Friday, August 5, 2011

Why won't this car die?!?!

My car is dying. In fairness, it isn’t my car. It is my wife’s car. Or maybe I should put that in the past tense; it was my wife’s car. In fact, to be clear, it was my wife’s college car. This 1997 Chevy Cavalier now has legendary status in our family, it can survive anything. In fact, to my dismay, it survived being picked up and tossed by the recent tornadoes. Of course, it landed wheels down and showed little damage. She just brushed herself off and kept on running.

Unfortunately for the car, she isn’t my favorite. In fact, she isn’t even close. You might ask, “Why do you drive this antique with nearly 200,000 miles on it?” Well, I made a commitment. I once said, as long as it runs, I’ll drive it to avoid a car payment. Let this serve as a word of caution - I said that five years ago.

How did I end up driving this car in the first place? Well, as in many families, our circumstances dictated the type of cars we purchased and drove. When we got married, I was driving my dream truck. It was big, manly, and a stick shift. Unfortunately for that truck, my wife couldn’t drive a stick shift. Additionally, at the time, I had a job that was quite some distance from our home and big, manly, stick shift trucks don’t generally get good gas mileage, so it had to go.

The next circumstance was that we had children. Apparently, somewhere in the marriage and family instruction book it requires previously rugged outdoorsman to purchase powder blue minivans once they have families. I must have missed that day in class and I never received the manual, but his is what I am told. So we bought the minivan and I’ve must tell you, nothing screams TOUGH like a minivan with automated side doors.

So, getting rid of my truck that only I could drive and trading it in for a minivan, which was for my wife to drive, left me with the car.

Just so you understand, I am a big guy and the Cavalier is not. So getting in and out of this car is somewhat like watching the clowns pile out of the compact car at the circus. Let’s just say it is not the most comfortable car. But after a couple of years, I made it my own. Unfortunately, this story gets worse. About two summers ago the air conditioning went out. I took it into a mechanic to see how much it would cost to get it fixed, “$1000” the big, greasy, tough guy behind the counter said in a tone that suggested he wondered why a big guy like me would be driving a girly little circus car. It seemed a little high, so I took it somewhere else to get a second opinion, “$1200”, the woman behind the next counter said with a look in her eyes that suggested she thought I was less of man because I wanted AC in my little toy car.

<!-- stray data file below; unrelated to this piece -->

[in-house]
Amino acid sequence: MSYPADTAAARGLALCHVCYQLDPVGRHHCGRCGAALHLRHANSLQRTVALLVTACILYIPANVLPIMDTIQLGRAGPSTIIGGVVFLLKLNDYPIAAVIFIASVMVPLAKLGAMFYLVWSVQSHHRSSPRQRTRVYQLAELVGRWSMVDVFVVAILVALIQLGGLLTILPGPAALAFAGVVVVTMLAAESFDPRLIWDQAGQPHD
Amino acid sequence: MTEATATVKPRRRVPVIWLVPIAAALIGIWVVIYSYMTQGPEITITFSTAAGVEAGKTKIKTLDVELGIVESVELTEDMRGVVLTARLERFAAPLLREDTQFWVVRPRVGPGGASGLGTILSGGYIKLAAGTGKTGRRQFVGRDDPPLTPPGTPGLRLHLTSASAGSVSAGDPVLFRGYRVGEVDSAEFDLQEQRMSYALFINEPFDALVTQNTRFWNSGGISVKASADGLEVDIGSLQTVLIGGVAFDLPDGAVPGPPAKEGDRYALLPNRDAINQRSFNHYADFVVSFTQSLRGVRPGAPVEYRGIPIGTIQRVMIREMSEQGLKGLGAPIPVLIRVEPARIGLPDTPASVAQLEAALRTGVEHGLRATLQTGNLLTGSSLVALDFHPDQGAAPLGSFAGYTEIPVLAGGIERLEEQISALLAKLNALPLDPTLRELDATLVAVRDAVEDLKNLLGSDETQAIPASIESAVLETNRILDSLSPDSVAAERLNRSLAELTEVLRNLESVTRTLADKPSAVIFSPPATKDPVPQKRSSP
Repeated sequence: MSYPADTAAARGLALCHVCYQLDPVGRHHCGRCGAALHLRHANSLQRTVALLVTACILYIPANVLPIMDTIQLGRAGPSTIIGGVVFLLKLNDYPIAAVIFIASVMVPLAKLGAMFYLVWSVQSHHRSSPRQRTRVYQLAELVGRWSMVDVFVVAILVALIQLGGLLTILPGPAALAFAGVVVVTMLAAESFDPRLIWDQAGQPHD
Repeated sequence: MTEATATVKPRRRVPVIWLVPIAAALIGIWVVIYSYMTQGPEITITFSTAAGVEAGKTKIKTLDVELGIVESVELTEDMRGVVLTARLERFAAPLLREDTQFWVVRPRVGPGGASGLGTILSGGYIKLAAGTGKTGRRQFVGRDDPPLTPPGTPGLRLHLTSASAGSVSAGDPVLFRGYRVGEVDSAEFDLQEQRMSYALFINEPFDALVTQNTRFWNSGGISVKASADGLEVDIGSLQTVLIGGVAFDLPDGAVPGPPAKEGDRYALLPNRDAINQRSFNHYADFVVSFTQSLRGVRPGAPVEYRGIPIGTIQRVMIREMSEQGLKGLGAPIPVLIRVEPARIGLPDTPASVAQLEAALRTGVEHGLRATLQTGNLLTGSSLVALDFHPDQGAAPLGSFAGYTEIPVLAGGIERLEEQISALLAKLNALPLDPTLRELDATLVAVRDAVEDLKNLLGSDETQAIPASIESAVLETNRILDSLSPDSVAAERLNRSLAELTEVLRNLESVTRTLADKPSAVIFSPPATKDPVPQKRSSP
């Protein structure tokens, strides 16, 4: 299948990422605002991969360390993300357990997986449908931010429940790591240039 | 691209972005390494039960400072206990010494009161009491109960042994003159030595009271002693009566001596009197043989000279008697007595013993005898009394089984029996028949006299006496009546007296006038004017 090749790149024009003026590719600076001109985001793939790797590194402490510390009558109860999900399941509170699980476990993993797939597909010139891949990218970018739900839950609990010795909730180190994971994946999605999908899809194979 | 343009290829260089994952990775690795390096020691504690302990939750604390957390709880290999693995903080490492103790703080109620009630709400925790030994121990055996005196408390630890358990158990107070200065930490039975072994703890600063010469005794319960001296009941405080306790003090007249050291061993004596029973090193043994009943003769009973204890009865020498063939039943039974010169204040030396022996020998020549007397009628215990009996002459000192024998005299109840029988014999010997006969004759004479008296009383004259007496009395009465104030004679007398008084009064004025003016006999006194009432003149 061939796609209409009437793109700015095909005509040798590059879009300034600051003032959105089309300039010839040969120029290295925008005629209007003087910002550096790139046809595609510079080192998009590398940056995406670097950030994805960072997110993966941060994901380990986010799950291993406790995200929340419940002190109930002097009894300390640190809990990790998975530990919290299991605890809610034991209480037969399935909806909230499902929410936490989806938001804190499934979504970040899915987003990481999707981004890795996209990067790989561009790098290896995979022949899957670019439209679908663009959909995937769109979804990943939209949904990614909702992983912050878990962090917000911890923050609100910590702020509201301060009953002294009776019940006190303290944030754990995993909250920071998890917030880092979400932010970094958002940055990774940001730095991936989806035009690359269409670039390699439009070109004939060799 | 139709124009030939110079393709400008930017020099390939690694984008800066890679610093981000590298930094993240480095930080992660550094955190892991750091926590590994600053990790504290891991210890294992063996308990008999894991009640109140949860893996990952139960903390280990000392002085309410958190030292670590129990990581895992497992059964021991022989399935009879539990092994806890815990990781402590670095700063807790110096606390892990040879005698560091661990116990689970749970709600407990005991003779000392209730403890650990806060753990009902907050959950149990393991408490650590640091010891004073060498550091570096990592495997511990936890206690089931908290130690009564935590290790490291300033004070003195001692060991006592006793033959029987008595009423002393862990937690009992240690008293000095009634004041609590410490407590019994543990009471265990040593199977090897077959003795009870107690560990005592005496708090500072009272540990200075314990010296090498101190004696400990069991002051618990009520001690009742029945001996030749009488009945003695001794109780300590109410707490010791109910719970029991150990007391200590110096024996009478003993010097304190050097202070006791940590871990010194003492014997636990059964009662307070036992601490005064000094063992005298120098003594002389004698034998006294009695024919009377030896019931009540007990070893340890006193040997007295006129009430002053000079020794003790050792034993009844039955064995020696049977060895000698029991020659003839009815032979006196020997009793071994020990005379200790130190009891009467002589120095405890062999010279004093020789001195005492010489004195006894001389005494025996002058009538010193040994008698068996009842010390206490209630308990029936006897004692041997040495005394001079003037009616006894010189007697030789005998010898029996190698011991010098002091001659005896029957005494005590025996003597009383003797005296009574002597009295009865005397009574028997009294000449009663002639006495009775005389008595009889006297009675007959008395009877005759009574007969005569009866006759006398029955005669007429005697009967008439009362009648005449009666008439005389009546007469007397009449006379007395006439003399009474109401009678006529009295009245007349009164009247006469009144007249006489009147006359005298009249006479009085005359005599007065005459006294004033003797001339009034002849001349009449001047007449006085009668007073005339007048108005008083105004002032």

The price clearly wasn’t going to get any better so I pondered my options, do I put a $1000 air conditioner in a car that was only blue book valued at $600 or do I simply sweat through the summer? Being the cheap guy I am, I decided to sweat it out, I could use to lose a few pounds anyways.

Well, that was two summers ago and I am midway through my third summer in my little antique girly car with no air conditioning and despite all the pounds I sweated off and despite of the judgmental glances I receive at the stop lights, I’ve grown fond of my little car. I own it now, it is no longer my wife’s college car, it’s mine. But she is fading, she creaks when she turns, she starts slower, and little warning lights are coming on all the time. Maybe it is in this year that I turn 40 that my own aging has given me sympathy on all things aging and loyal over time. When she goes, she will be missed. At least until I get back in my dream truck!

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